C&EN: Cold Fusion Died 25 Years Ago, But The Research Lives On

The cover story for Chemical & Engineering News take a hard look at where LENR stands today and its roots in Cold Fusion’s apparent death in 1989.

“Why would anyone have continued research or scientific interest after 27 years on any topic that was reported to be a mistake?”

Melvin H. Miles, electrochemist

Low Energy Nuclear Reaction

Andrea Rossi’s recent developments with his Ecat reactor has cast a new light on LENR (low energy nuclear reaction) research.  Often synonymous with “Cold Fusion,” widespread scientific and mainstream attention began with the assertions of Martin Fleischmann and Stanley Pons, whom posited that  previously unknown kinds of nuclear reactions and excess heat of a large magnitude could be observed in certain electrochemical cells.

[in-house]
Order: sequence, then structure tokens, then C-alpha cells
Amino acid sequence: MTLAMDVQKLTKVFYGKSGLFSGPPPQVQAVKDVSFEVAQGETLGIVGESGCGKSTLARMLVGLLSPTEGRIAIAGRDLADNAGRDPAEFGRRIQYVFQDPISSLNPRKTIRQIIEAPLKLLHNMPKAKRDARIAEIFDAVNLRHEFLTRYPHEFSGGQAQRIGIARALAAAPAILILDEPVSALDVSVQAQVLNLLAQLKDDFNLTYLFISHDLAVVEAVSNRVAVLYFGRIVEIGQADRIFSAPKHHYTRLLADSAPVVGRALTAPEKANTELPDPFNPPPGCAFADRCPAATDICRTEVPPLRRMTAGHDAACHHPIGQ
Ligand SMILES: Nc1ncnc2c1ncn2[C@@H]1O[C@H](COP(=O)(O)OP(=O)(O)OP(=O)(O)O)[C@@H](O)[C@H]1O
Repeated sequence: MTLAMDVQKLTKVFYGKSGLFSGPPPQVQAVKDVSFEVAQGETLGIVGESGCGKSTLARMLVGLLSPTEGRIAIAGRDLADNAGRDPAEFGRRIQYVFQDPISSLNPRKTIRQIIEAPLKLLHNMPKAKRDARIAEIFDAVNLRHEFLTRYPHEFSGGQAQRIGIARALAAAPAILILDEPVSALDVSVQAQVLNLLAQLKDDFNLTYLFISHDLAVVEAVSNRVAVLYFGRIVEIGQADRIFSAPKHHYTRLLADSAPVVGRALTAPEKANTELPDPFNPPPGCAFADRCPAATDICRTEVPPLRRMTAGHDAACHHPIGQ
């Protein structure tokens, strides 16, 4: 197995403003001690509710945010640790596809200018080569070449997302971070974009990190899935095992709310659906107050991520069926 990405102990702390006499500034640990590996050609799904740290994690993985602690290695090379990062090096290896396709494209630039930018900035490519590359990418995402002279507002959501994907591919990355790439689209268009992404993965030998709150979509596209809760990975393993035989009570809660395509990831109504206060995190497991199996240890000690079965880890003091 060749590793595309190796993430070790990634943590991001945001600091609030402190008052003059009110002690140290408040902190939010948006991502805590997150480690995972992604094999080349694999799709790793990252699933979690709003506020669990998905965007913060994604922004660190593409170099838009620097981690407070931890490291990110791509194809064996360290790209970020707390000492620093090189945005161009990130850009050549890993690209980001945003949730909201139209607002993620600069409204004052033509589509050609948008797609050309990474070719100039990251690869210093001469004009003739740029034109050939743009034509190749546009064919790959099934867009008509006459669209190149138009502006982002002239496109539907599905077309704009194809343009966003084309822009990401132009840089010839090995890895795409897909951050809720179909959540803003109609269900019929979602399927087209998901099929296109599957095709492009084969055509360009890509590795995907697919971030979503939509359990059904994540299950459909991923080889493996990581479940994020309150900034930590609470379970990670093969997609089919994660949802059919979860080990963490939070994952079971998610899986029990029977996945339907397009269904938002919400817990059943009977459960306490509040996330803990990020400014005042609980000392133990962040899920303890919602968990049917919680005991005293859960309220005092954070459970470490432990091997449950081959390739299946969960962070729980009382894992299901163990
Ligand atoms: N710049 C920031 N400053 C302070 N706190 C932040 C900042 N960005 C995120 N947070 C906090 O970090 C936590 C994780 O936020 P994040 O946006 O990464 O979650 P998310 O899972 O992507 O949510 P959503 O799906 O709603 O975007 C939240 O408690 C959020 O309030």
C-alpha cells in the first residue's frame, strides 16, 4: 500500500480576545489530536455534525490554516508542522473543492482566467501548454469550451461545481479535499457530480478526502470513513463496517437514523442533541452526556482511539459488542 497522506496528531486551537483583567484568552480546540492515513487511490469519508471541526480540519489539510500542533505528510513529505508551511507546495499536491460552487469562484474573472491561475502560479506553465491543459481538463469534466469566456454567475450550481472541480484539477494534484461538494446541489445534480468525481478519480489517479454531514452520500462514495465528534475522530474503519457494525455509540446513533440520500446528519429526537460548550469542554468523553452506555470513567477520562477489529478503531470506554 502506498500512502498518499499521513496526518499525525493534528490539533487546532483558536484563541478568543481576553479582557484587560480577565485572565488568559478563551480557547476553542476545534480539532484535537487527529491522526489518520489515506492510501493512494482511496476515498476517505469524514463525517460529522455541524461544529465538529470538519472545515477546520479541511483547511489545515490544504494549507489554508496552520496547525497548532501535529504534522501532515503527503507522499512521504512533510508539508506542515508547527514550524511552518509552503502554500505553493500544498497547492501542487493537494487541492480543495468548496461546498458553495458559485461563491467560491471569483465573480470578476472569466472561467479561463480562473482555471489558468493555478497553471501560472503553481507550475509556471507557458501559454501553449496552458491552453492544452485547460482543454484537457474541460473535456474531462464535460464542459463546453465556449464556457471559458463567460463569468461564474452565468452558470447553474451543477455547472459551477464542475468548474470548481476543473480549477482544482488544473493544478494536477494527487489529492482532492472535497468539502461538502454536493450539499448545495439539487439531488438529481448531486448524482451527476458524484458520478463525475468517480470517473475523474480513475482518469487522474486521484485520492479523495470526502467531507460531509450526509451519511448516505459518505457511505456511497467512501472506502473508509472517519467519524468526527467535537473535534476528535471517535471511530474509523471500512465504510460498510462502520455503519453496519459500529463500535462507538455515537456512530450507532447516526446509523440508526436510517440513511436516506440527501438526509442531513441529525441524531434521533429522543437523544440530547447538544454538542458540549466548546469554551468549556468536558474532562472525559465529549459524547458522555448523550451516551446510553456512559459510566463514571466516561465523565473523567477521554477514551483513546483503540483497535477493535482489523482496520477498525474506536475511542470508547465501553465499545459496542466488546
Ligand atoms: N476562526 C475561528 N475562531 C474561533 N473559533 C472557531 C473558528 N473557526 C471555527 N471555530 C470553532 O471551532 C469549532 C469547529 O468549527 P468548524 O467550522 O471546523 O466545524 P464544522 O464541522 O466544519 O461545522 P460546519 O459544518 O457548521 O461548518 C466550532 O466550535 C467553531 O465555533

With these principles in mind, Melvin Miles and colleagues were among the first researchers to observe the temporally correlated production of helium and heat during LENR electrolytic experiments.  Miles’ work was groundbreaking in that it showed that the heat was related to some sort of nuclear effect.

Dr. Randell Mills and others reported significant excess heat from ordinary water cells with nickel electrodes, an energy which they deemed to be coming not from nuclear reactions, but from a new form of catalyzed shrinkage reaction via a remodeled form of the hydrogen atom, dubbed “hydrinos.”  Mills has gone on to try and distance himself from the Cold Fusion moniker to write his own model of quantum mechanics and start commercial production of his own energy source.

What is the correlation between nickel and hydrogen atoms that strongly hints at a low level nuclear reaction can occur with the proper catalysts?  Time will tell as a world dominated by massive fossil fuel consumption looks for new sources of renewable energy.

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